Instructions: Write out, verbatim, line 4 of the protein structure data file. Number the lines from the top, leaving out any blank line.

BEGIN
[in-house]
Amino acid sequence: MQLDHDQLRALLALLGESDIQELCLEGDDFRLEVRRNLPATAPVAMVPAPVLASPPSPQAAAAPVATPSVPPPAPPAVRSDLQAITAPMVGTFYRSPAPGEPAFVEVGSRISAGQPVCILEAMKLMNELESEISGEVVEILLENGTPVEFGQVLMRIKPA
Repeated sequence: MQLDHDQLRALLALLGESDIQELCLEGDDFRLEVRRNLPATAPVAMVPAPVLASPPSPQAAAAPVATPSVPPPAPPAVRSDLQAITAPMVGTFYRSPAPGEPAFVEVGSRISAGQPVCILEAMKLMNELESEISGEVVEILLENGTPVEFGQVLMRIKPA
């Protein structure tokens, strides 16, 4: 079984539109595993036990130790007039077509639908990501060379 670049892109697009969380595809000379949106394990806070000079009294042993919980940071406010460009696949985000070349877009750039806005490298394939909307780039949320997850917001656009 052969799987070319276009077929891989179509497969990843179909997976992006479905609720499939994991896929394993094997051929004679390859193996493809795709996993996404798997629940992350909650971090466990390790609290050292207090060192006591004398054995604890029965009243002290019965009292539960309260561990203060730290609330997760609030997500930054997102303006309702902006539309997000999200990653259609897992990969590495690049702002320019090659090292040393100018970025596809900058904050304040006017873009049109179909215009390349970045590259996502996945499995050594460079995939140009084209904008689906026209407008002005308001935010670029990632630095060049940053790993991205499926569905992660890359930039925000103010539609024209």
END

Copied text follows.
């Protein structure tokens, strides 16, 4: 079984539109595993036990130790007039077509639908990501060379 670049892109697009969380595809000379949106394990806070000079009294042993919980940071406010460009696949985000070349877009750039806005490298394939909307780039949320997850917001656009 052969799987070319276009077929891989179509497969990843179909997976992006479905609720499939994991896929394993094997051929004679390859193996493809795709996993996404798997629940992350909650971090466990390790609290050292207090060192006591004398054995604890029965009243002290019965009292539960309260561990203060730290609330997760609030997500930054997102303006309702902006539309997000999200990653259609897992990969590495690049702002320019090659090292040393100018970025596809900058904050304040006017873009049109179909215009390349970045590259996502996945499995050594460079995939140009084209904008689906026209407008002005308001935010670029990632630095060049940053790993991205499926569905992660890359930039925000103010539609024209």